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  11. robow7

    robow7 Professional

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    I agree, but todays technology allows for angles, power and spin that were almost impossible before. I'm not saying he wouldn't have by comparison to all using the same equipment, still a great forehand, but I'm just curious as to how much he would lose (like all would lose) from that weapon of his.

    If you think that Nadal was suddenly to use a 65 sq. in. wooden racket strung with only gut and you wouldn't see a difference in his strokes, you're sadly mistaken. This isn't a slam on him, rather I'm just curious as to what his forehand would look like vs. others that played during that wooden era. That's all.
     
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  12. kiki

    kiki Banned

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    Feer-o was and always be better than ferrer.That O means a lot of difference...
     
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  13. hoodjem

    hoodjem G.O.A.T.

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    Don't tell TMF; he seems to believe exactly that.
     
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  14. Benhur

    Benhur Hall of Fame

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    I think the answer is pretty simple. He could not hit with as much pace or as much spin as he does with his racquet, but he would probably still hit with more pace and spin than most, if he had been raised with wood and chose to play that way. It’s not as if spin was impossible prior to modern racquets. As far back as 1925, Tilden wrote a book called "Match, Play and The Spin of The Ball". He was not hallucinating or writing science fiction. And if you have ever seen guys like Vilas or Borg play, you know they could put a lot more topspin on their shots than most of their contemporaries. They did it with wood racquets. And ping-pong players need only a little paddle to put lots of spin on the ball if they want to.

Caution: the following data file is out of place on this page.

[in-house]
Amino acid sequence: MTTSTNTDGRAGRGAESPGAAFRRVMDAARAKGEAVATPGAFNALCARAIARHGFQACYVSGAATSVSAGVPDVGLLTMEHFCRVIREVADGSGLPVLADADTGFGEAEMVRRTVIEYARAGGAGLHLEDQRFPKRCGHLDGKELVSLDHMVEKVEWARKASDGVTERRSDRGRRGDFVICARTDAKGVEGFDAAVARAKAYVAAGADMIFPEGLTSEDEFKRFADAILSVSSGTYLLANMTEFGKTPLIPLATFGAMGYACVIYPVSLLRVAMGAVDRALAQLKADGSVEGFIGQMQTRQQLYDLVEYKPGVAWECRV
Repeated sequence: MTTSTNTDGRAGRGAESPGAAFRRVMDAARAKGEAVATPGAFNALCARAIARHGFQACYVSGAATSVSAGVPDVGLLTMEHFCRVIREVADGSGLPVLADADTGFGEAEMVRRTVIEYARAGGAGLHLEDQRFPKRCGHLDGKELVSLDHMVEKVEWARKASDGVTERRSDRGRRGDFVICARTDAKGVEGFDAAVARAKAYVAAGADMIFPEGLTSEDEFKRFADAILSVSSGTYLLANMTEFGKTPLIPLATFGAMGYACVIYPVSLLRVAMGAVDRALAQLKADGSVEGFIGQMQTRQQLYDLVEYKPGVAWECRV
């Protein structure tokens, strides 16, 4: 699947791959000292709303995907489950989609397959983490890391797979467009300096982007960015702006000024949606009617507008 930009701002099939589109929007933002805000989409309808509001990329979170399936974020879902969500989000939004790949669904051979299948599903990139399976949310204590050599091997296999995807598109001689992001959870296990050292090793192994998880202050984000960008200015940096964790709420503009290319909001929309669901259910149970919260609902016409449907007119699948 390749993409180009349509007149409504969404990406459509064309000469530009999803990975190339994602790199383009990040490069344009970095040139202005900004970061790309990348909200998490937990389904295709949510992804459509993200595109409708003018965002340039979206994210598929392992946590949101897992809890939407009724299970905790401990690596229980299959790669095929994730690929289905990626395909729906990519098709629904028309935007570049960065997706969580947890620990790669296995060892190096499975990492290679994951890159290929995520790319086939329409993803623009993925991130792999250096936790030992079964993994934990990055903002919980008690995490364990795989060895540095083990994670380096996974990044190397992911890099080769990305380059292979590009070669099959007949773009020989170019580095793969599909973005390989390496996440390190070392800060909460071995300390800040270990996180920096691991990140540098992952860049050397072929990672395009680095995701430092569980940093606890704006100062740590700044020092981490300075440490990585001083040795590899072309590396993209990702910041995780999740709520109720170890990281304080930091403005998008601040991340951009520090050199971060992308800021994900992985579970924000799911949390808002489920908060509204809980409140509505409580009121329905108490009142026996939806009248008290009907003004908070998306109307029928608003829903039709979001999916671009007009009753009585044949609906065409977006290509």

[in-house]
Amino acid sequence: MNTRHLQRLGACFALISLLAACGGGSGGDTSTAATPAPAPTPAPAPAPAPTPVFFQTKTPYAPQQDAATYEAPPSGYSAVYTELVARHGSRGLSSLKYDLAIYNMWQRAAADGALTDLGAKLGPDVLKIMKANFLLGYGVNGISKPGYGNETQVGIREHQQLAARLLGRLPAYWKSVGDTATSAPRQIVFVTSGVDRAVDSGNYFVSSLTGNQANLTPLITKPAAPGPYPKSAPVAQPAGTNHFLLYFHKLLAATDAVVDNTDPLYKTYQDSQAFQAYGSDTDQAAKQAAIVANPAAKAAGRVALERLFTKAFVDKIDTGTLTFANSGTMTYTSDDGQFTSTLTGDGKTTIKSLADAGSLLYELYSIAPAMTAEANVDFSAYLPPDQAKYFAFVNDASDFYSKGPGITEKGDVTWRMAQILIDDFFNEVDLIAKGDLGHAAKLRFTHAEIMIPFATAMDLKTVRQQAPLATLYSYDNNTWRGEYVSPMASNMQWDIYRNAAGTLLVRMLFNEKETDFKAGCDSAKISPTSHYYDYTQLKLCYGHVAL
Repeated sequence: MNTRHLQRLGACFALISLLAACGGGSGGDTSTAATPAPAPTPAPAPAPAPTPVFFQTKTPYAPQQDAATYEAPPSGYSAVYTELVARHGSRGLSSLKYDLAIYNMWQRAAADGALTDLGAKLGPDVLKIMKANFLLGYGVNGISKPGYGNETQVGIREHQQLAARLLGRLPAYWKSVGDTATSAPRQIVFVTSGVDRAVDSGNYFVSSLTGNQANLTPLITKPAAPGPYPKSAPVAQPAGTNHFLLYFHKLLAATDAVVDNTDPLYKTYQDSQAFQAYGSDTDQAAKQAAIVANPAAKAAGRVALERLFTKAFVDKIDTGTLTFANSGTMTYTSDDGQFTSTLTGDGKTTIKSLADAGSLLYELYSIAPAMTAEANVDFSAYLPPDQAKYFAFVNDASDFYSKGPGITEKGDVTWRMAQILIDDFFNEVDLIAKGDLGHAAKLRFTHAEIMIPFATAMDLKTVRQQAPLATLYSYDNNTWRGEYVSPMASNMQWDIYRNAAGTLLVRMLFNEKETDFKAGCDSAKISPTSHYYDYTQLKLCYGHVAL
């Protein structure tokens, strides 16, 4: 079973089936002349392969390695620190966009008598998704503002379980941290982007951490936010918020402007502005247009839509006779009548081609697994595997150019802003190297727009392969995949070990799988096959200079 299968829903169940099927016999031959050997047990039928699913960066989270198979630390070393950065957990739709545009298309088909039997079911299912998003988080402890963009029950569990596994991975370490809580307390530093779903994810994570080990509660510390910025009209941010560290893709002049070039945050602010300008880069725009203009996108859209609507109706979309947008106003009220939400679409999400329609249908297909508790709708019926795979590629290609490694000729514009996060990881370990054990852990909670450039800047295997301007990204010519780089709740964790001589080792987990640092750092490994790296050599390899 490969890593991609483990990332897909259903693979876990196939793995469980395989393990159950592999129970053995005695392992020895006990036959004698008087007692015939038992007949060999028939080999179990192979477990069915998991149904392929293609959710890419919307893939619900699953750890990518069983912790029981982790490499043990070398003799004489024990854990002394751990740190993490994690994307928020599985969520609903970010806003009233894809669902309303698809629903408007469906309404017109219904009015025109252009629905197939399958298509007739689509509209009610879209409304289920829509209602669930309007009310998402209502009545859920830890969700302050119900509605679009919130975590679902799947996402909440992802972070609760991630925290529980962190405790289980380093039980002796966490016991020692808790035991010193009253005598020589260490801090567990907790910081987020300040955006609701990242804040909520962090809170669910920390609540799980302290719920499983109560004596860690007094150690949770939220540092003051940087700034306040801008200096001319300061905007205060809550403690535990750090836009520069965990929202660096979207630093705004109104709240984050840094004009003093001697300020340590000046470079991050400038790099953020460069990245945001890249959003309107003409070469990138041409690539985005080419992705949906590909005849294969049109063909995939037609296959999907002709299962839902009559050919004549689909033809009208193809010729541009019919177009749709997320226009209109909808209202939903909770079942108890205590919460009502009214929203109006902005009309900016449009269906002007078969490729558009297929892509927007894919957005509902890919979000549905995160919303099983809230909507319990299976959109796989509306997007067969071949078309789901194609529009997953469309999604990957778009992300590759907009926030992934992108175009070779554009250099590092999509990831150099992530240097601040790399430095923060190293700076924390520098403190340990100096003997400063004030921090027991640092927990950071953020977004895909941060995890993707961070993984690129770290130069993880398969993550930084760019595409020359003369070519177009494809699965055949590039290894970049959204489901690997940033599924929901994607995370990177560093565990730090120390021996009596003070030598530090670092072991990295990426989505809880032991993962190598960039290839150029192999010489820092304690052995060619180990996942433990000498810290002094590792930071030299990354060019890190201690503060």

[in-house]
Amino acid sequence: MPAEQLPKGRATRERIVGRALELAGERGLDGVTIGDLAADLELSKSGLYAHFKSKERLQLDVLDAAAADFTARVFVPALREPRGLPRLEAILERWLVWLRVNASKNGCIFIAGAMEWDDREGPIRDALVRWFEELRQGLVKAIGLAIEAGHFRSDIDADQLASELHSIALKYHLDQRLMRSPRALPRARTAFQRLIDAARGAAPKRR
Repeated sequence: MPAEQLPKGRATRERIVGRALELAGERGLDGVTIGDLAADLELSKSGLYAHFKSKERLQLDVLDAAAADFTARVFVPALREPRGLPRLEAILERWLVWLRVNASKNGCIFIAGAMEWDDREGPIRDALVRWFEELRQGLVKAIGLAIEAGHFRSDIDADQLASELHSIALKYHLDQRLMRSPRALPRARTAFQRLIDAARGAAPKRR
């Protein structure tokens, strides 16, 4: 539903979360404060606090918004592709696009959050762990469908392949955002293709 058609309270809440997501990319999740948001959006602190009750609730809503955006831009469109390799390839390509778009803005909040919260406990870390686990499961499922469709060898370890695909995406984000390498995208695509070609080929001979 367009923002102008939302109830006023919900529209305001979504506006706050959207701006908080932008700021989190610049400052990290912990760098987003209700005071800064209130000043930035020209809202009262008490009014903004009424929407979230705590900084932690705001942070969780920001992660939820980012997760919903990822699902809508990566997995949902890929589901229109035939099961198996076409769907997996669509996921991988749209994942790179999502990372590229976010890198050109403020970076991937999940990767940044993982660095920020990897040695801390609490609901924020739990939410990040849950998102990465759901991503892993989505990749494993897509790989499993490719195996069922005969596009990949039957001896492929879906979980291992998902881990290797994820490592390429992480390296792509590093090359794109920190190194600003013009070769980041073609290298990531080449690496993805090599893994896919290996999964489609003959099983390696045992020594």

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  15. NEW_BORN

    NEW_BORN Professional

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    I have always been very impressed by Grosjean's forehand.
    He seems to generate incredible pace with minimal effort.

    As for the best forehand since 1988, it's imo
    Peak Fed >> Peak Nadal >>>> Peak Sampras
     
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  16. abmk

    abmk G.O.A.T.

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    true, moya had a terrific FH as well ......
     
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  17. kiki

    kiki Banned

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    I agree that Kodes backhand was at a superior level than his forehand.And his volleys and movement and stamina and willing to win far above his serve...